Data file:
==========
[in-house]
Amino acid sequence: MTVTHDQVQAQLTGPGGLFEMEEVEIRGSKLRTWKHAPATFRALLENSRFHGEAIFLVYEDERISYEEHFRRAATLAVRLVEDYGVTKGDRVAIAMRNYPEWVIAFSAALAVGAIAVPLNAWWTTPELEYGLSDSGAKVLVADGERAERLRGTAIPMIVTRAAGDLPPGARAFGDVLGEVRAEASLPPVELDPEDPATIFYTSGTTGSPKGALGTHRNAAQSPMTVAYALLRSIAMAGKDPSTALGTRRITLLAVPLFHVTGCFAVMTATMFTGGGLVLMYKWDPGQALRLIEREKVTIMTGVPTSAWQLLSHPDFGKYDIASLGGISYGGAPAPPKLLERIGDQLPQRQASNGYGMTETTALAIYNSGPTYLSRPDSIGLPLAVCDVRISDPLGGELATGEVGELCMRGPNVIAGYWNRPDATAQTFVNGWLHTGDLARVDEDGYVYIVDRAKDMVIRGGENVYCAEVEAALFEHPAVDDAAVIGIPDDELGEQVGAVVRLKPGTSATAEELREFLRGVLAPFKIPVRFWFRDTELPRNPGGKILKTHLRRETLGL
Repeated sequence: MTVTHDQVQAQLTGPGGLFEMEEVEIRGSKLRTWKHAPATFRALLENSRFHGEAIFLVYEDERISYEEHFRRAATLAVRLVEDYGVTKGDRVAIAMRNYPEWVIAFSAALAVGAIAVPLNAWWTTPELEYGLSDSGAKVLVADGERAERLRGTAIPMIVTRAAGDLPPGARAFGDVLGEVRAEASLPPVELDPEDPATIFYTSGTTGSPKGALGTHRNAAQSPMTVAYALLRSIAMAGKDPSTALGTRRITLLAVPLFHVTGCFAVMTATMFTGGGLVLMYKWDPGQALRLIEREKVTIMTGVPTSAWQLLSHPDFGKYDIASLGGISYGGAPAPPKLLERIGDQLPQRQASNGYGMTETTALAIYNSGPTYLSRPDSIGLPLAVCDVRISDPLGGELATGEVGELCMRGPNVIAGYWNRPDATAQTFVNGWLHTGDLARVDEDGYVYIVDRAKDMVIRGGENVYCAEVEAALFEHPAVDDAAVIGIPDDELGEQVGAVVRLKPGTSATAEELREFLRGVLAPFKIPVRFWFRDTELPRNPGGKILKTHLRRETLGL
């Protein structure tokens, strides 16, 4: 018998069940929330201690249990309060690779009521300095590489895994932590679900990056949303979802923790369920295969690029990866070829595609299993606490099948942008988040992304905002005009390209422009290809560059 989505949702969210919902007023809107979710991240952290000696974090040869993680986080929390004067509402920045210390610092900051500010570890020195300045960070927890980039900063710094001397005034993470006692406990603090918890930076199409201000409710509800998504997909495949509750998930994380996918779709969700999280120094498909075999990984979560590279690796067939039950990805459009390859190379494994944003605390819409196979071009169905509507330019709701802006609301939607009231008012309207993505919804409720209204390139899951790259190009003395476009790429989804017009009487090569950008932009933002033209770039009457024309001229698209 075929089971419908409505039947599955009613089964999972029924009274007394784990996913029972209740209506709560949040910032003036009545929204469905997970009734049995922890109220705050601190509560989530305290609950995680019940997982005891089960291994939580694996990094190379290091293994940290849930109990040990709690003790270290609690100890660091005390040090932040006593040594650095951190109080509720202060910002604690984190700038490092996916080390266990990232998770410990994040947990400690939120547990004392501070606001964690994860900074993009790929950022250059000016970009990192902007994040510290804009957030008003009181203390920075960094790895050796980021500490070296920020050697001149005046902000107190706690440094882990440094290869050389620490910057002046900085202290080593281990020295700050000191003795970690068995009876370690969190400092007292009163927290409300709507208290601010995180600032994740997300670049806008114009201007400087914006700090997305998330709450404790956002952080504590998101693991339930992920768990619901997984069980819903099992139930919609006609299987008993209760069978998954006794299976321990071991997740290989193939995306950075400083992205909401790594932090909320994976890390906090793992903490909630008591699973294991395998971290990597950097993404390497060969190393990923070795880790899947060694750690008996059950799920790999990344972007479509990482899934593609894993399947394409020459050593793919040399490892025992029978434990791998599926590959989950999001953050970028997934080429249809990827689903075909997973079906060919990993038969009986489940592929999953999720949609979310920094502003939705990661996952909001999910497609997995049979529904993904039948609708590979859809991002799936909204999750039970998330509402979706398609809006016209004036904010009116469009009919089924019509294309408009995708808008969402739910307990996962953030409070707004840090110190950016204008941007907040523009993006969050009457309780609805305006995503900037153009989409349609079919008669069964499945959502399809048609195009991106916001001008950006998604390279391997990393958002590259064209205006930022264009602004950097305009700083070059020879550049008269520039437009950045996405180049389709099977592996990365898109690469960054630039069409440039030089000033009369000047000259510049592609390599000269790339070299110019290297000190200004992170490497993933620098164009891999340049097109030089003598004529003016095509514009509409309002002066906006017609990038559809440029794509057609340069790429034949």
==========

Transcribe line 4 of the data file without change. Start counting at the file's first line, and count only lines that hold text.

């Protein structure tokens, strides 16, 4: 018998069940929330201690249990309060690779009521300095590489895994932590679900990056949303979802923790369920295969690029990866070829595609299993606490099948942008988040992304905002005009390209422009290809560059 989505949702969210919902007023809107979710991240952290000696974090040869993680986080929390004067509402920045210390610092900051500010570890020195300045960070927890980039900063710094001397005034993470006692406990603090918890930076199409201000409710509800998504997909495949509750998930994380996918779709969700999280120094498909075999990984979560590279690796067939039950990805459009390859190379494994944003605390819409196979071009169905509507330019709701802006609301939607009231008012309207993505919804409720209204390139899951790259190009003395476009790429989804017009009487090569950008932009933002033209770039009457024309001229698209 075929089971419908409505039947599955009613089964999972029924009274007394784990996913029972209740209506709560949040910032003036009545929204469905997970009734049995922890109220705050601190509560989530305290609950995680019940997982005891089960291994939580694996990094190379290091293994940290849930109990040990709690003790270290609690100890660091005390040090932040006593040594650095951190109080509720202060910002604690984190700038490092996916080390266990990232998770410990994040947990400690939120547990004392501070606001964690994860900074993009790929950022250059000016970009990192902007994040510290804009957030008003009181203390920075960094790895050796980021500490070296920020050697001149005046902000107190706690440094882990440094290869050389620490910057002046900085202290080593281990020295700050000191003795970690068995009876370690969190400092007292009163927290409300709507208290601010995180600032994740997300670049806008114009201007400087914006700090997305998330709450404790956002952080504590998101693991339930992920768990619901997984069980819903099992139930919609006609299987008993209760069978998954006794299976321990071991997740290989193939995306950075400083992205909401790594932090909320994976890390906090793992903490909630008591699973294991395998971290990597950097993404390497060969190393990923070795880790899947060694750690008996059950799920790999990344972007479509990482899934593609894993399947394409020459050593793919040399490892025992029978434990791998599926590959989950999001953050970028997934080429249809990827689903075909997973079906060919990993038969009986489940592929999953999720949609979310920094502003939705990661996952909001999910497609997995049979529904993904039948609708590979859809991002799936909204999750039970998330509402979706398609809006016209004036904010009116469009009919089924019509294309408009995708808008969402739910307990996962953030409070707004840090110190950016204008941007907040523009993006969050009457309780609805305006995503900037153009989409349609079919008669069964499945959502399809048609195009991106916001001008950006998604390279391997990393958002590259064209205006930022264009602004950097305009700083070059020879550049008269520039437009950045996405180049389709099977592996990365898109690469960054630039069409440039030089000033009369000047000259510049592609390599000269790339070299110019290297000190200004992170490497993933620098164009891999340049097109030089003598004529003016095509514009509409309002002066906006017609990038559809440029794509057609340069790429034949």